Survival in advanced liver cancer not prolonged by everolimus
3 Jul 2014
The drug everolimus did not improve overall survival in patients with advanced liver cancer, compared to placebo, according to a published study.
Patients with advanced hepatocellular carcinoma (HCC; a type of liver cancer) have a median overall survival of less than 1 year, largely because of the absence of effective therapies. The drug sorafenib is the only systemic therapy shown to significantly improve overall survival in advanced HCC; however its benefits are mostly transient and modest, and disease eventually progresses. In preclinical models, everolimus prevented tumor progression and improved survival, according to background information in the article.
Andrew X. Zhu, M.D., Ph.D., of the Massachusetts General Hospital Cancer Center, Harvard Medical School, Boston, and colleagues randomly assigned 546 adults with advanced HCC whose disease progressed during or after sorafenib or who were intolerant of sorafenib to receive everolimus (362 patients) or placebo (184 patients), both given in combination with best supportive care and continued until disease progression or intolerable toxicity. In this phase 3 study, patients were enrolled from 17 countries between May 2010 and March 2012.
No significant difference in overall survival found
The researchers found no significant difference in overall survival between the two groups: there were 303 deaths (83.7%) in the everolimus group and 151 deaths (82.1%) in the placebo group. Median overall survival was 7.6 months with everolimus, 7.3 months with placebo. The disease control rate (the percentage of patients with a best overall response of complete or partial response or stable disease) was 56.1% (everolimus) and 45.1% (placebo).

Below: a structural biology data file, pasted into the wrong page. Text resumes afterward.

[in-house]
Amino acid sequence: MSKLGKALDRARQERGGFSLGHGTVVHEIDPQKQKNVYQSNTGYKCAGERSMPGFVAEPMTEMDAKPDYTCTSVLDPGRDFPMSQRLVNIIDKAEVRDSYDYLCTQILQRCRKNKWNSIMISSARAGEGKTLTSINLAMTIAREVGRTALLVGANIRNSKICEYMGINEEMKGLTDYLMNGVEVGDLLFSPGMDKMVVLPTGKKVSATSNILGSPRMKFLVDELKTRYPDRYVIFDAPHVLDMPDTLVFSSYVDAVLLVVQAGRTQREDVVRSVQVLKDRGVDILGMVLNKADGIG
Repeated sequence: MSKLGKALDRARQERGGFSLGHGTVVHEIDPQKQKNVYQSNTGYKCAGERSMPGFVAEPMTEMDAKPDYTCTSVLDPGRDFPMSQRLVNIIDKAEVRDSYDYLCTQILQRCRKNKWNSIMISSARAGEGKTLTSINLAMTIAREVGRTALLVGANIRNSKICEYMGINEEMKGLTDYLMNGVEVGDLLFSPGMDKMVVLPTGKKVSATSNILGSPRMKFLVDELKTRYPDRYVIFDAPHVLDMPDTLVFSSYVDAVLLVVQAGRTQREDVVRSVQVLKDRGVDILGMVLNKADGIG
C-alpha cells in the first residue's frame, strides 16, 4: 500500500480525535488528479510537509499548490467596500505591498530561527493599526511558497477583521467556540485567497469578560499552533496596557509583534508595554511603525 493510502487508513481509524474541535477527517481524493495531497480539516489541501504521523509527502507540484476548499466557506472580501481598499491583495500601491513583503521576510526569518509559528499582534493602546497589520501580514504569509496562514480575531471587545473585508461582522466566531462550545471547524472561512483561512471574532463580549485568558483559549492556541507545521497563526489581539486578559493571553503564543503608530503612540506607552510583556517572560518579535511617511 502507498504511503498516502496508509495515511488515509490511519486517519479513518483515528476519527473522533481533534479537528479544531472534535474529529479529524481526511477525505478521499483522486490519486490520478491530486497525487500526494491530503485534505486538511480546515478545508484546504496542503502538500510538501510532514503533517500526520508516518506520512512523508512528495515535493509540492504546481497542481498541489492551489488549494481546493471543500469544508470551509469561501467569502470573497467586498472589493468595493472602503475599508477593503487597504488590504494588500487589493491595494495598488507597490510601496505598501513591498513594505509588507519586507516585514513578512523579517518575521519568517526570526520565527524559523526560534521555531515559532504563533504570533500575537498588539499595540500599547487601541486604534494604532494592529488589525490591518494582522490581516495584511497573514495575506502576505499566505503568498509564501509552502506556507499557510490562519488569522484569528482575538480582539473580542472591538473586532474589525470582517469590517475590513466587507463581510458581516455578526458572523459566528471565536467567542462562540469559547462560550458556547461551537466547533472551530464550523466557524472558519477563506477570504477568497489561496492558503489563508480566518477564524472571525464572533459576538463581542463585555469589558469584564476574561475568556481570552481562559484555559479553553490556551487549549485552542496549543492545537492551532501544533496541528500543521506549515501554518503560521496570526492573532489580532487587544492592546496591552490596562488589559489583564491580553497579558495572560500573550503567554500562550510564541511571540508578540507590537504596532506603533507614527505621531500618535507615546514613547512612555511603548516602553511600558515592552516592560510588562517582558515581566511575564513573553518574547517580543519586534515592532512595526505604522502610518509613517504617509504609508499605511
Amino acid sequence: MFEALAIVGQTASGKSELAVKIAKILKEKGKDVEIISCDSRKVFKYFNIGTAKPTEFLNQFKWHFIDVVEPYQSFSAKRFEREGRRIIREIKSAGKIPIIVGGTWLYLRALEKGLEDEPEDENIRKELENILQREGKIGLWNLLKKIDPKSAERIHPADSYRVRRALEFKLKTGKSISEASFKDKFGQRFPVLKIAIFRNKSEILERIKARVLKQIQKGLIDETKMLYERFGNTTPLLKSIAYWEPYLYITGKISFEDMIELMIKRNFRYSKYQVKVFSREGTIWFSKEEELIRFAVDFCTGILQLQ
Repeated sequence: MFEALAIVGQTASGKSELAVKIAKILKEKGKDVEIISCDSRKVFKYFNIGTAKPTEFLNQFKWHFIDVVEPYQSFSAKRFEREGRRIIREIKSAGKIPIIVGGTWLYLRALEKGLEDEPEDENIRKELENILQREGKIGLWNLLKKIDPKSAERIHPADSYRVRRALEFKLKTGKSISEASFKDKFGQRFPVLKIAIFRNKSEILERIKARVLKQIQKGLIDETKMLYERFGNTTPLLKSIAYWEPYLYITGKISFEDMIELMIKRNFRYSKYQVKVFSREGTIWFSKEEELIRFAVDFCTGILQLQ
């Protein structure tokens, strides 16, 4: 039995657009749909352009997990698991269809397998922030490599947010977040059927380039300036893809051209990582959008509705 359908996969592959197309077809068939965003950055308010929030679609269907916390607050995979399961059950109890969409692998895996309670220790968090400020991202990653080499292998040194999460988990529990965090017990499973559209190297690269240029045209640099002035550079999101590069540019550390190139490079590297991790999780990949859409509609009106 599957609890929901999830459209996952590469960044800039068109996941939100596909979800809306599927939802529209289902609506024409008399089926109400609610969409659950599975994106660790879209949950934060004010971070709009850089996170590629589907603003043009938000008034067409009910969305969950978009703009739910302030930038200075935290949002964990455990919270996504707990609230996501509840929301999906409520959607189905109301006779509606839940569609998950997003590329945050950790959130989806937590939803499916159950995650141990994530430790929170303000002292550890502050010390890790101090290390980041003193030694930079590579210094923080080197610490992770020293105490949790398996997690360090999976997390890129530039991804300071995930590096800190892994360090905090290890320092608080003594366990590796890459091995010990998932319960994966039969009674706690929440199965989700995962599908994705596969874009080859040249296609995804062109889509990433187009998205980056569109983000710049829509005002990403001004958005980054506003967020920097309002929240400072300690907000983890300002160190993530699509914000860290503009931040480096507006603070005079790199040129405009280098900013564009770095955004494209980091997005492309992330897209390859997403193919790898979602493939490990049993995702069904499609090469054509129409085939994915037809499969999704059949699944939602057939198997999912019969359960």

"The results from [this study, EVOLVE-1] extend the list of failed phase 3 studies in advanced HCC, highlighting the challenge of developing effective therapies for this cancer," the authors write.
The researchers note that EVOLVE-l and the other failed phase 3 studies have provided several important lessons, including that it is difficult to assess efficacy signals from phase 2 trials; surrogate end points such as time to progression, progression-free survival, and response rate inconsistently predict overall survival in phase 3 trials; and clinical and biologic heterogeneity likely affects the performance of targeted therapies in HCC. "In the absence of well-characterized and validated predictive bio-markers, targeted agents will likely continue to have a high risk of failure if phase 3 trials are conducted in unselected populations."
Source: Medical News Today